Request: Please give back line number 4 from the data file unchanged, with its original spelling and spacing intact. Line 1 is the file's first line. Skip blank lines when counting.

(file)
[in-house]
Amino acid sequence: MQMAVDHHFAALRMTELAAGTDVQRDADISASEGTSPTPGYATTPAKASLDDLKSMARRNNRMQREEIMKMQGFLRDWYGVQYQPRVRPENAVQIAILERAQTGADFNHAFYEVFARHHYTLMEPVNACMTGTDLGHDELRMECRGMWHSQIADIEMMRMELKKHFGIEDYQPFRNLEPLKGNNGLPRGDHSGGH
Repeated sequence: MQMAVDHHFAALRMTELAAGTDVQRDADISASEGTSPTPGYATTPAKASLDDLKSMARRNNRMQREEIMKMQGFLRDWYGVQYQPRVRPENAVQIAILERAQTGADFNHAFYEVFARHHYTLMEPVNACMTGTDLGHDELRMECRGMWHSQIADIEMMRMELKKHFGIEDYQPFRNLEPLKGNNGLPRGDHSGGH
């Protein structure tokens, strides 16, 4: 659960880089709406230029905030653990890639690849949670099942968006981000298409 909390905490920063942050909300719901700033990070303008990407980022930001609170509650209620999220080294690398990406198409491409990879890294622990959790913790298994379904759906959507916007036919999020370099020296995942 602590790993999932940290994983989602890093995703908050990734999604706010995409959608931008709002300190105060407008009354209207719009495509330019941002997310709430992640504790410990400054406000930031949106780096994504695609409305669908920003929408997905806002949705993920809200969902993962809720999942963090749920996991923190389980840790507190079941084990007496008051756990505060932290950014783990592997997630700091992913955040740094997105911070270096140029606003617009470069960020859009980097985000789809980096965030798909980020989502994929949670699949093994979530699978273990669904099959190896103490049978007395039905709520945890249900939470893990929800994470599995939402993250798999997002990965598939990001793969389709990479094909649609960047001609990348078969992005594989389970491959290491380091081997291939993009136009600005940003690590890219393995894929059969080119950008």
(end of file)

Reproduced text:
């Protein structure tokens, strides 16, 4: 659960880089709406230029905030653990890639690849949670099942968006981000298409 909390905490920063942050909300719901700033990070303008990407980022930001609170509650209620999220080294690398990406198409491409990879890294622990959790913790298994379904759906959507916007036919999020370099020296995942 602590790993999932940290994983989602890093995703908050990734999604706010995409959608931008709002300190105060407008009354209207719009495509330019941002997310709430992640504790410990400054406000930031949106780096994504695609409305669908920003929408997905806002949705993920809200969902993962809720999942963090749920996991923190389980840790507190079941084990007496008051756990505060932290950014783990592997997630700091992913955040740094997105911070270096140029606003617009470069960020859009980097985000789809980096965030798909980020989502994929949670699949093994979530699978273990669904099959190896103490049978007395039905709520945890249900939470893990929800994470599995939402993250798999997002990965598939990001793969389709990479094909649609960047001609990348078969992005594989389970491959290491380091081997291939993009136009600005940003690590890219393995894929059969080119950008």